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Research Letter
December 17, 2018

Acute Mental Health Symptoms in Adolescent Marijuana Users

Author Affiliations
  • 1Adolescent Substance Use and Addiction Program, Division of Developmental Medicine, Boston Children’s Hospital, Harvard Medical School, Boston, Massachusetts
  • 2Division of Adolescent/Young Adult Medicine, Boston Children’s Hospital, Harvard Medical School, Boston, Massachusetts
JAMA Pediatr. Published online December 17, 2018. doi:10.1001/jamapediatrics.2018.3811

Marijuana use is associated with acute psychotic symptoms,1 but the prevalence of these symptoms in youth is not known, to our knowledge. We surveyed adolescents presenting for routine medical care to assess whether they had experienced acute psychotic symptoms during or right after marijuana use.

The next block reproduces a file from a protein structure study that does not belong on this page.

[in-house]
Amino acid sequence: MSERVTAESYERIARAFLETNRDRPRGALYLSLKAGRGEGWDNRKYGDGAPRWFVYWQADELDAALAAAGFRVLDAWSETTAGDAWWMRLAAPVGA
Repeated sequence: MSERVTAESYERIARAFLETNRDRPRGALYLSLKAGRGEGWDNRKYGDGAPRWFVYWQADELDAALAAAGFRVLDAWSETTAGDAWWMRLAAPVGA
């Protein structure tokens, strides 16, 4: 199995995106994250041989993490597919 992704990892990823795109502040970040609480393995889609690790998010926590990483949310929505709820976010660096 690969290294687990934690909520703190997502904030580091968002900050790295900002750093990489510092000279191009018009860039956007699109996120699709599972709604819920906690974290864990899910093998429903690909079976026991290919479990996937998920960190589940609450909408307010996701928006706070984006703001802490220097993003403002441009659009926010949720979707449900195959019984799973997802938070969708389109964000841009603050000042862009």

We analyzed data from a survey of health and substance use that was administered to a convenience sample of youths aged 14 to 18 years presenting for routine care; 1235 patients were approached and 527 consented for a response rate of 42.7%. Youths were enrolled with a waiver of parental consent under the approval of the Boston Children’s Hospital Institutional Review Board. Measures included 2 questions about acute psychotic symptoms (“In the past 12 months, how often have you felt anxious or paranoid during or after using marijuana?” and, “In the past 12 months, how often have you seen, felt, or heard things that were not really there [ie, hallucinations] during or after using marijuana?”) and standardized questions about symptoms of cannabis use disorder (based on the modified World Mental Health Composite International Diagnostic Interview),2 anxiety (based on the 2-item Generalized Anxiety Disorder scale),3 and depression (based on the Patient Health Questionnaire 2)4 and sociodemographic characteristics. One hundred forty-six respondents who affirmed past-year marijuana use and had complete data for measures of interest were included in the analysis).

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